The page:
Given that the Echo Buds make use of balanced armature drivers — the same technology used in top in-ear monitors costing upwards of $900 — we were frankly expecting them to take this category. But it turns out there’s nothing wrong with good ol’ neodymium-magnet dynamic drivers when well-implemented. The AirPods Pro manage to produce a sound that is a bit warmer and a bit more nuanced, which is all it takes to win this round.
Winner: Apple AirPods Pro
Design, fit and comfort
The Amazon Echo Buds use a combination of three sizes of silicone ear-tip and three optional sizes of ear fins (wingtips) to achieve a good fit for most users. A feature within the Amazon Alexa app helps people determine the right size. We found that even without the wingtips, the Echo Buds stayed securely seated in our ears. The wingtips helped lock them in place during vigorous activities. The design is very comfortable, but like most in-ear earbuds, you can get a little fatigued after wearing them for a few hours.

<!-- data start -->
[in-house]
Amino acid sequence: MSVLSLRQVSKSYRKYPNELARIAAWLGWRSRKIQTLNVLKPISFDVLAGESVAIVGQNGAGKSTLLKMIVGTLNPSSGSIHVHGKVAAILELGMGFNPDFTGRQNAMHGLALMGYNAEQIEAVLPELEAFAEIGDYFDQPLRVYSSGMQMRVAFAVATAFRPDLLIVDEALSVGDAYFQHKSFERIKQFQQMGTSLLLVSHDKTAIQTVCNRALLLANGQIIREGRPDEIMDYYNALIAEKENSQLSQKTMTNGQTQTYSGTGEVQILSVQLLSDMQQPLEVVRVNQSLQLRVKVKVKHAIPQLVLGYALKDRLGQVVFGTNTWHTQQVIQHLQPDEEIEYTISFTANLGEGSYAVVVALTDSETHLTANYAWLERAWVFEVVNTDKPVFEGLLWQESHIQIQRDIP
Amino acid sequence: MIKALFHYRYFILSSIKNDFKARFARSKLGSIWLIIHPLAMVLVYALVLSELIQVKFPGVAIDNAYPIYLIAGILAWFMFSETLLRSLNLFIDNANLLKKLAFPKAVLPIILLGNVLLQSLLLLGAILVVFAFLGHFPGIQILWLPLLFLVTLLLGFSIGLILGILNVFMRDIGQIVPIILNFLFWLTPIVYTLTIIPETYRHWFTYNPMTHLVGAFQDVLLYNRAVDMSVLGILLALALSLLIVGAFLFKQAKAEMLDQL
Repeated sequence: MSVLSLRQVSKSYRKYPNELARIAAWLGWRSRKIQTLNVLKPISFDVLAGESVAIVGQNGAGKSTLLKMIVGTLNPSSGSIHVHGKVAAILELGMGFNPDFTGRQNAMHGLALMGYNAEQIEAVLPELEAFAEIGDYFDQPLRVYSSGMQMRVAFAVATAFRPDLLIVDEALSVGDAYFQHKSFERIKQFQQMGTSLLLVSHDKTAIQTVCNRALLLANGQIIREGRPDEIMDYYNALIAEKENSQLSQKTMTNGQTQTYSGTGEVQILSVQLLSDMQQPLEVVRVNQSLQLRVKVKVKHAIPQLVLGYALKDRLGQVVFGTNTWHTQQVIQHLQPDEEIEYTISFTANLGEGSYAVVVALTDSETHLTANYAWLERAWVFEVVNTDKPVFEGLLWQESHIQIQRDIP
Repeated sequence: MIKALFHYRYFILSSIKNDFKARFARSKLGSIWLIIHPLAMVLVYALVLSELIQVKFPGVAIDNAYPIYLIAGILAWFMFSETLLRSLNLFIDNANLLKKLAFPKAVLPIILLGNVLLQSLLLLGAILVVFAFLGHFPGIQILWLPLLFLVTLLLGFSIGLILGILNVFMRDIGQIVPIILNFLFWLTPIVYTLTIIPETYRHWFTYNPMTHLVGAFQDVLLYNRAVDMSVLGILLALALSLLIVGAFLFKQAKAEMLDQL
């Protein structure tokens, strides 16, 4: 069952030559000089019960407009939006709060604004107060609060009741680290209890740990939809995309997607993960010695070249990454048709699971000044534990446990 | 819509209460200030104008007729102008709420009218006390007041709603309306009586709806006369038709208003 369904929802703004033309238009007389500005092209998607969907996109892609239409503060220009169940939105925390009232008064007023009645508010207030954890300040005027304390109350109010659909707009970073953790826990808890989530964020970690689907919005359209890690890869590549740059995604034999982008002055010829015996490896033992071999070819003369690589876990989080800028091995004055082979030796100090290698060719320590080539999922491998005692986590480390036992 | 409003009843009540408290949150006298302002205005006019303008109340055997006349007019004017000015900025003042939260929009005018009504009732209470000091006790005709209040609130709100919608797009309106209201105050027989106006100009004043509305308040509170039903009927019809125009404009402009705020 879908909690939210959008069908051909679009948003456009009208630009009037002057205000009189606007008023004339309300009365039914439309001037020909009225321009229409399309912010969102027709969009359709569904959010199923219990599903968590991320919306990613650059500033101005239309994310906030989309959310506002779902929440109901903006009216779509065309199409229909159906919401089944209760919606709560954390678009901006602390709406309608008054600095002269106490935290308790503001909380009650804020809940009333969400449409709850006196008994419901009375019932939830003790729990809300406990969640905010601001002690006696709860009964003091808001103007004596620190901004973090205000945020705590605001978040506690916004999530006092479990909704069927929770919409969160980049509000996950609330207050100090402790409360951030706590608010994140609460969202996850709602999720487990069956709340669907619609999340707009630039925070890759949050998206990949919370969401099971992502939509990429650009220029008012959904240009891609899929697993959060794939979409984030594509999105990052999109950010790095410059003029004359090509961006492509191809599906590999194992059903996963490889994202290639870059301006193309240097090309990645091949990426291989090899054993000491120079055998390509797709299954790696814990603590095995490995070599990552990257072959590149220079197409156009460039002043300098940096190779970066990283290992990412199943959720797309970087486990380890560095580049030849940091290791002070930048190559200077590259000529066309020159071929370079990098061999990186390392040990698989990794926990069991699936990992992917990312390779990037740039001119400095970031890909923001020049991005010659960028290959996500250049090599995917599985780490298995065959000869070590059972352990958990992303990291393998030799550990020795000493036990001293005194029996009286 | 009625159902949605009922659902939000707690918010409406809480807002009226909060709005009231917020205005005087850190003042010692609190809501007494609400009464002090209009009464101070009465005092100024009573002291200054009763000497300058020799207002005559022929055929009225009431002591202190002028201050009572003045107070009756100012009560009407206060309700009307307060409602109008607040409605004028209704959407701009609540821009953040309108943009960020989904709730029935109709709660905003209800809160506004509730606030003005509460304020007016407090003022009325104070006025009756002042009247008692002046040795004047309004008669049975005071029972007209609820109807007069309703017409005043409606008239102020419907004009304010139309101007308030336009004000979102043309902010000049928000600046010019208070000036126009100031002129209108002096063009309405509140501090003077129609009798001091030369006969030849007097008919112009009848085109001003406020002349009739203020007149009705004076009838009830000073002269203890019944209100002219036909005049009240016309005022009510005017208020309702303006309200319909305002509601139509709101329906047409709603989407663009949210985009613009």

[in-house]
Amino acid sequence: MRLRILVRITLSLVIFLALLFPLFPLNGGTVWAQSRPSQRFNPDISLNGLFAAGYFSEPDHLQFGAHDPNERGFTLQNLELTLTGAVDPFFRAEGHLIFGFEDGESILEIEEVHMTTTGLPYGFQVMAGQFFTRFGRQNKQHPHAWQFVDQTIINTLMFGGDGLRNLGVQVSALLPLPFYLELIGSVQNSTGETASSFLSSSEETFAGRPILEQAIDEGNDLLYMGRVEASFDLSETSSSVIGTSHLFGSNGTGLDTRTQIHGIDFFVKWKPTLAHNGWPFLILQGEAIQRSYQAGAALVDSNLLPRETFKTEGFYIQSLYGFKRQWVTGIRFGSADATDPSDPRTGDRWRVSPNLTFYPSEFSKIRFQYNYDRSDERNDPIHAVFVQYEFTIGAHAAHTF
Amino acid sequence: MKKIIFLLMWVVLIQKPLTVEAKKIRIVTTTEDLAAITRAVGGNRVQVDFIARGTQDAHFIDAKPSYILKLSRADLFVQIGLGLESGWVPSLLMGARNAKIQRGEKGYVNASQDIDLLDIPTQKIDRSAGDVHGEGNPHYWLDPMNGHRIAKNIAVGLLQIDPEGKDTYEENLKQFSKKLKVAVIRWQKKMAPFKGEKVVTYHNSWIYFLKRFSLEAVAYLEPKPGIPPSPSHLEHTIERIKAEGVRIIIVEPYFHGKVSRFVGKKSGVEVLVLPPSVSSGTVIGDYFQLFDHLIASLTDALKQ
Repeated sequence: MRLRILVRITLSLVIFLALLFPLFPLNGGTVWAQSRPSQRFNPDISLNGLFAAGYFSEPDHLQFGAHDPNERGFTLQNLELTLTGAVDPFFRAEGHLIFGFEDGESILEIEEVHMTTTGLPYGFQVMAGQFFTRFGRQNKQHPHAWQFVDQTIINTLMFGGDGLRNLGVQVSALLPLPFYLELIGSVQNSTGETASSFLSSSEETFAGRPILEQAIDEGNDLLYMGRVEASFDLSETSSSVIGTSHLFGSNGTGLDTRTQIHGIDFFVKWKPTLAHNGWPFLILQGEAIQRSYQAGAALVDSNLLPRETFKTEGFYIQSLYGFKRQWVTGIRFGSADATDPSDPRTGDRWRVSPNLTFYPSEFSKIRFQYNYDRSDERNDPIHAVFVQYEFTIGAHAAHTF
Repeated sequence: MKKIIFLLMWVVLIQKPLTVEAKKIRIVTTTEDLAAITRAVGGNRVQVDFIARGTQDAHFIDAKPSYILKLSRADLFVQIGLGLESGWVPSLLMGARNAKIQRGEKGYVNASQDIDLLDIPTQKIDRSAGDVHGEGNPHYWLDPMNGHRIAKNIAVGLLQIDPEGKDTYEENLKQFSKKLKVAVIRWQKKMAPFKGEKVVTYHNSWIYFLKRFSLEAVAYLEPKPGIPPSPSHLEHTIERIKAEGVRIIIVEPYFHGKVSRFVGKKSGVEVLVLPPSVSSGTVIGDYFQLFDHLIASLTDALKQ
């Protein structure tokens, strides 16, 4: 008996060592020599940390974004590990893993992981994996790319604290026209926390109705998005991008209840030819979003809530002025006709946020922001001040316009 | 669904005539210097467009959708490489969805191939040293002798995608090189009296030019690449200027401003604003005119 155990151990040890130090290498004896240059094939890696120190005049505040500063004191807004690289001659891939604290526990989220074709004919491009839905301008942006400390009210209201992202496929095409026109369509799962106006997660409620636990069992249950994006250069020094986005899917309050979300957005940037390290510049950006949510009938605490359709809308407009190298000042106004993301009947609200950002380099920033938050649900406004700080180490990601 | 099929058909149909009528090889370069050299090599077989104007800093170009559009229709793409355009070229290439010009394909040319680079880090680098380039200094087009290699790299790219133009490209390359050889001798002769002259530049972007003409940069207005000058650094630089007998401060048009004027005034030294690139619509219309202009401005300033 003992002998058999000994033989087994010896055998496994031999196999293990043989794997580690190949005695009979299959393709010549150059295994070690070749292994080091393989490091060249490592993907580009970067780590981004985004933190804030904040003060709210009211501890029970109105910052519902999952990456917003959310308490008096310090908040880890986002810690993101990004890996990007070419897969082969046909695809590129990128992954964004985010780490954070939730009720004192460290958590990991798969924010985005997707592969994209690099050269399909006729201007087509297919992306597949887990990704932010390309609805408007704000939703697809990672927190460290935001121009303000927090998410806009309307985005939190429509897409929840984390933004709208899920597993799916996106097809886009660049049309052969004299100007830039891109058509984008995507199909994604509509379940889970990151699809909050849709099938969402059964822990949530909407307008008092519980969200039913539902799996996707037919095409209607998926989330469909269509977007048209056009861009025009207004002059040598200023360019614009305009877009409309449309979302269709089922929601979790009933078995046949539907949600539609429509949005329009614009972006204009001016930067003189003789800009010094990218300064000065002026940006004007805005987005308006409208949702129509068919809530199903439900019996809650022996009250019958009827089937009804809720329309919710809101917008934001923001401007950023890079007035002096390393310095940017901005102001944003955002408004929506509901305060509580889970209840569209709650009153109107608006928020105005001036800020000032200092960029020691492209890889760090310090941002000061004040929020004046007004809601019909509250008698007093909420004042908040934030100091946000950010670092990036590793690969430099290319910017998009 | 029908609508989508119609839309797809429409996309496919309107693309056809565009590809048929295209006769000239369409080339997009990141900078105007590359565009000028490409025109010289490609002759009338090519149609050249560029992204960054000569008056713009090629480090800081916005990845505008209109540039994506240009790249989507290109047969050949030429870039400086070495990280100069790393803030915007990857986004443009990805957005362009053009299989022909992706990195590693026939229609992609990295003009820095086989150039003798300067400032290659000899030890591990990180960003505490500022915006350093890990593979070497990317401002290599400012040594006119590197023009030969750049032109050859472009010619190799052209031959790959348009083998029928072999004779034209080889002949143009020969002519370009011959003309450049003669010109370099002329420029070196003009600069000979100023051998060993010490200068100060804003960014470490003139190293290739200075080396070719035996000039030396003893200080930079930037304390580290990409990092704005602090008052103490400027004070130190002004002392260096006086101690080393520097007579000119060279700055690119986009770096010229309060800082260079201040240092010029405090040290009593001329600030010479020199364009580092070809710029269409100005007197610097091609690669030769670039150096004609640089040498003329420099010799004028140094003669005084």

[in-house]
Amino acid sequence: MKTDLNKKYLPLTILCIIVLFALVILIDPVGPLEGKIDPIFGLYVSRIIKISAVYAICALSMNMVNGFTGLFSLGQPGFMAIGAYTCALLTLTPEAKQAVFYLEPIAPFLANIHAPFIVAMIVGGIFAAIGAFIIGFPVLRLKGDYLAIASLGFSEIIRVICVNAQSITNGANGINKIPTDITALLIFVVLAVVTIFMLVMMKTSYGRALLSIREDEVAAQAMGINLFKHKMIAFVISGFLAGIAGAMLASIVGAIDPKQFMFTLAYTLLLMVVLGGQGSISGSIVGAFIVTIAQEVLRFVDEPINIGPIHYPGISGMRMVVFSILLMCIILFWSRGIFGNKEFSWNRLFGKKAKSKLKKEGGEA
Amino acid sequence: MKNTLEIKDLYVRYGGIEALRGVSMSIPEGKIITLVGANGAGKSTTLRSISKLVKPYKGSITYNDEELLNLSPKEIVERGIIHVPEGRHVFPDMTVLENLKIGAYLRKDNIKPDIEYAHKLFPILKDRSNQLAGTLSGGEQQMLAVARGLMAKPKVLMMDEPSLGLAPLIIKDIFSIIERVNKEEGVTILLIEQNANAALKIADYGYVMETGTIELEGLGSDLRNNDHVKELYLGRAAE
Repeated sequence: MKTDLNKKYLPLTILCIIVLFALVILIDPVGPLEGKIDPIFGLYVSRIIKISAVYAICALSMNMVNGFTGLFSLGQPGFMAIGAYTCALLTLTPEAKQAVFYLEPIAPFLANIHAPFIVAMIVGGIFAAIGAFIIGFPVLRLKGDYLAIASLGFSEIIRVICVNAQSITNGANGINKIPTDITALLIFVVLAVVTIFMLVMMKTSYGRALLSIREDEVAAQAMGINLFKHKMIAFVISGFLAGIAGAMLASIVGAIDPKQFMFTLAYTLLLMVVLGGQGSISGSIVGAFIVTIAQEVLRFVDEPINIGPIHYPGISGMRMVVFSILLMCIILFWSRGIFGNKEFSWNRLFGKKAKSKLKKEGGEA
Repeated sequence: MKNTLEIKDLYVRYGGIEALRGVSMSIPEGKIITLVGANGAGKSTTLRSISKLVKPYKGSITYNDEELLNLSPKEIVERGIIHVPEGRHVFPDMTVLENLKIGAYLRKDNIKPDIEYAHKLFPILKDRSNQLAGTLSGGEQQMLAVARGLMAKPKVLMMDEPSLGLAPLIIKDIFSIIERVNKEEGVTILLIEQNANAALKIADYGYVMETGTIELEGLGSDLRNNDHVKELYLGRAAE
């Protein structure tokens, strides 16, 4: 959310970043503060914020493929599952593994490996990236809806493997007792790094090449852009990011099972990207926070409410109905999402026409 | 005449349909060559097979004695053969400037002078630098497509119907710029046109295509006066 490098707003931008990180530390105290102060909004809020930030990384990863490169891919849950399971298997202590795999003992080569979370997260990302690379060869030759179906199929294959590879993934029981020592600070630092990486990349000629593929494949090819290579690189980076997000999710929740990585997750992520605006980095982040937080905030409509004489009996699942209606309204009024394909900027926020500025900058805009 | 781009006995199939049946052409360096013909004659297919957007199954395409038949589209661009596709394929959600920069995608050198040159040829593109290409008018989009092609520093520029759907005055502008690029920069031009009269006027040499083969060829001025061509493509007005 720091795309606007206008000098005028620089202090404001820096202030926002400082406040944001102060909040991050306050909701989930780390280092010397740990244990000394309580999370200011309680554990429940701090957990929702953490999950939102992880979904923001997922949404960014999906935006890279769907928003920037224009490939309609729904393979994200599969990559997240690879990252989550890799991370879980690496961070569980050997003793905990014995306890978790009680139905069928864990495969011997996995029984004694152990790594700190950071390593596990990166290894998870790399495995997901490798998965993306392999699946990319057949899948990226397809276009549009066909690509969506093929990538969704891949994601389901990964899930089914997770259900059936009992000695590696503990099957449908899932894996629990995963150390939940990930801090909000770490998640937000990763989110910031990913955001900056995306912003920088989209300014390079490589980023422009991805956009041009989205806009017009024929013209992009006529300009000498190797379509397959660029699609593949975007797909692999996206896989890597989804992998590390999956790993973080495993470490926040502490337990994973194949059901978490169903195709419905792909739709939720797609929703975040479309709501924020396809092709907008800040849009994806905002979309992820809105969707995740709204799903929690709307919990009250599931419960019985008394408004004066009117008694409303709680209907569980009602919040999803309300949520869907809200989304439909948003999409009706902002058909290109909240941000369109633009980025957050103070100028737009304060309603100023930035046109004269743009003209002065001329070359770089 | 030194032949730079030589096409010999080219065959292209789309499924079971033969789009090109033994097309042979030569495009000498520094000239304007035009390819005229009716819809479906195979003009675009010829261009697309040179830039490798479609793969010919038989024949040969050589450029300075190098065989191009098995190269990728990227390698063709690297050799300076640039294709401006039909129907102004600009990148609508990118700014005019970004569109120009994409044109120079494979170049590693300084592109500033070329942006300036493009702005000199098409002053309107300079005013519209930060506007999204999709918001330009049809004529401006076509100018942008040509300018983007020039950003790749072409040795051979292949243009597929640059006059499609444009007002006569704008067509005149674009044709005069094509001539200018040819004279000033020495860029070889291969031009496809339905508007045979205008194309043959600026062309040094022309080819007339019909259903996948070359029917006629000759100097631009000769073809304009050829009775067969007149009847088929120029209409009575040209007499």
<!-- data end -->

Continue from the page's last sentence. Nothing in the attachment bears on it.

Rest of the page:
The AirPods Pro also use an in-ear design with three sizes of ear tips. Like Amazon, Apple has also included a way to analyze fit using its software. Despite their golf-tee shape, more of their mass sits inside the ear and they’re a good bit smaller overall when compared to the Echo Buds. Despite not having ear fins, they stay nestled securely even during vigorous activities.
Our reviewer found that the Echo Buds were a bit more comfortable, but we’ve also seen online reviews that suggest the opposite. Given that personal preference is likely the deciding factor here, this one’s a tie.
We’ve praised Apple’s AirPods for their super-easy pairing and effortless integration into the iOS ecosystem, and we expect no less from the AirPods Pro. But much of what makes the AirPods such a solid choice for Apple users gets stripped away once you try to use them with an Android device. Pairing is less straightforward, you lose hands-free access to a voice assistant, and there’s no battery life indicator. The Echo Buds compensate for all of these cross-platform drawbacks through the use of the Amazon Alexa app.